Teaching some Stevie Ray at Lonestar Amps!

Last Saturday and Sunday, The Hyatt Place Hotel in Brentwood, right off Old Hickory was invaded by over 50 manufacturers of all things electric guitar and then some. The Nashville Amp Expo  kicked off at 11 am on Saturday with the entire Hotel under their control.

This was a lot different than the LA Guitar Show I attended several years ago, which took up the ballroom of The Roosevelt Hotel and was as noisy as a Guitar Center mid afternoon on a Saturday.

An excellent full color Program was available at check-in as well as T-Shirts, goodies and giveaway sign-ups. There was a full two days worth of seminars which I was not aware of since I had not visited the site, but, instead had the flyer attached to the fridge since the summer NAMM. I decided to not look for certain vendors since I would have had to trance up and down the elevator several times.

No, the best way was to go for the 2nd floor and work my way up to the 5th. The layout was great. It was only possible to get a few people into each manufacturers set up in each hotel room. This provided for almost a one on one presentation, sometimes with the door open and sometimes closed, depending on how loud things were getting in the hallway.

Well, I had to start at one end which happened to be Soloway Guitars with Jim Soloway. Jim had a unique approach to building and playing. He had a couple of styles. The Swan with its 15” width gave the appearance of a 16” or 17” semi hollow body with its chambered body raised some curiosity. The unique width of 1 13/16” at the nut and 2 3/16” at the bridge provided some ideas for a fingerpicker like me.  I stumbled a little bit with the “wider than a Martin” feel, but could see some real unique possibilities.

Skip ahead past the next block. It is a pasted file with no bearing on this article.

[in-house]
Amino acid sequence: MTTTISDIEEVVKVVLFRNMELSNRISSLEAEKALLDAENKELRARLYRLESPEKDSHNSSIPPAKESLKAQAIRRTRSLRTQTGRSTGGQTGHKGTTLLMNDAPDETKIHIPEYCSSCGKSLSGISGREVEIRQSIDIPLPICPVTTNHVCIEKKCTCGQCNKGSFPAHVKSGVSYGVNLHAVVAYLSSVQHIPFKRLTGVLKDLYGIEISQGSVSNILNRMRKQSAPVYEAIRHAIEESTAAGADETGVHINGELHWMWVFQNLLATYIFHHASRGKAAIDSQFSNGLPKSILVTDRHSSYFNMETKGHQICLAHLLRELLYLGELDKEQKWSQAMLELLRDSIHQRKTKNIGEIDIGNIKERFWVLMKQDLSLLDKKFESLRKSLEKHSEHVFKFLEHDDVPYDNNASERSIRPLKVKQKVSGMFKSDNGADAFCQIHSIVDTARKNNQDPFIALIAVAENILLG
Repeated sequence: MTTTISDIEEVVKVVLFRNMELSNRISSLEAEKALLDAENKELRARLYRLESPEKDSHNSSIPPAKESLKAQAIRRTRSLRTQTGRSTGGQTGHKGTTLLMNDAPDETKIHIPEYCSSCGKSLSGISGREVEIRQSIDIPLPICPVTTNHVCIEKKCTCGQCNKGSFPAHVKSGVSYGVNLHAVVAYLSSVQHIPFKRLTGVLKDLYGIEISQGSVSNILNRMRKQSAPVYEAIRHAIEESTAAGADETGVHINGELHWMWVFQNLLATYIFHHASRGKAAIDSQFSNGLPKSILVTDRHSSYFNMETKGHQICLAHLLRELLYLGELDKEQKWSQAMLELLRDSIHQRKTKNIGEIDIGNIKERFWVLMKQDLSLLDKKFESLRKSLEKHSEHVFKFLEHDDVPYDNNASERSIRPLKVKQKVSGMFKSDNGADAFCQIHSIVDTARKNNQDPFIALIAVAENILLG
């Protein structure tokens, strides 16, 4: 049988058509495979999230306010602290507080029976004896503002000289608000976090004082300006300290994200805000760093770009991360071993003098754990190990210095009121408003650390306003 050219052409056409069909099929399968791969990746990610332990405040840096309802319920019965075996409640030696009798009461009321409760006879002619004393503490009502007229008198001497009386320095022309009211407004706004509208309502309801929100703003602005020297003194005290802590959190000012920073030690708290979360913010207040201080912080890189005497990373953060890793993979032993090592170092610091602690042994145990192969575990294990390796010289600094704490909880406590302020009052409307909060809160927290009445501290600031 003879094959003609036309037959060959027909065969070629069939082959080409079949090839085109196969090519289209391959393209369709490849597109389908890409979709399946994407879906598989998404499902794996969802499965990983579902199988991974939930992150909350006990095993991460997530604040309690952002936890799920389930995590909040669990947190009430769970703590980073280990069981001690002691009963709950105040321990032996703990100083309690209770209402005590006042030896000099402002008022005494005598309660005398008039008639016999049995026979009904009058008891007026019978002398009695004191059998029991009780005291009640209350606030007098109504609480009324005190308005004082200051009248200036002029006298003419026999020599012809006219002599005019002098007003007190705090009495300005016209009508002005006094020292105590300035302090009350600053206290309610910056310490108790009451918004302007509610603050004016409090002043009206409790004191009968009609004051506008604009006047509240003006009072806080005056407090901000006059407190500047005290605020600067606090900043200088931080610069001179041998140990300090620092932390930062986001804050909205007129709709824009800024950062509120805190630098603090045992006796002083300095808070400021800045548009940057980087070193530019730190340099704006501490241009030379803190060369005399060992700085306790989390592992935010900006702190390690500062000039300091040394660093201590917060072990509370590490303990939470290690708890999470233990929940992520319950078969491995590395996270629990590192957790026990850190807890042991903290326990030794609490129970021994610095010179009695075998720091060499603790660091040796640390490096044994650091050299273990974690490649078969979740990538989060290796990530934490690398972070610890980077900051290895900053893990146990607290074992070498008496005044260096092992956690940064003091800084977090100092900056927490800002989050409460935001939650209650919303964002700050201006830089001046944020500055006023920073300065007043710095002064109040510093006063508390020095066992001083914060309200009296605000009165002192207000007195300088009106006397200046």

There was a lot to see as I worked my way down and there were certain builders I wanted to get to. One of which was Bluesman Vintage Guitars , since I had met the owner during NAMM at The Wildhorse Saloon. There has been a lot of buzz on the Tele Style guitars being turned out by this local builder.  They even had a giveaway. I haven’t been contacted so I guess I wasn’t lucky on that one. The best piece I found there was a fat neck vintage looking Tele Replica with the typical early Broadcaster finish with plenty of spank and detail. The specially wound Nunley Wade pickups were a double plus. The Timmy Pedal built locally in Murfreesboro, TN was an Overdrive I will remember from that suite.

Richard Goodsell in form on the finest in Atlanta Boutique.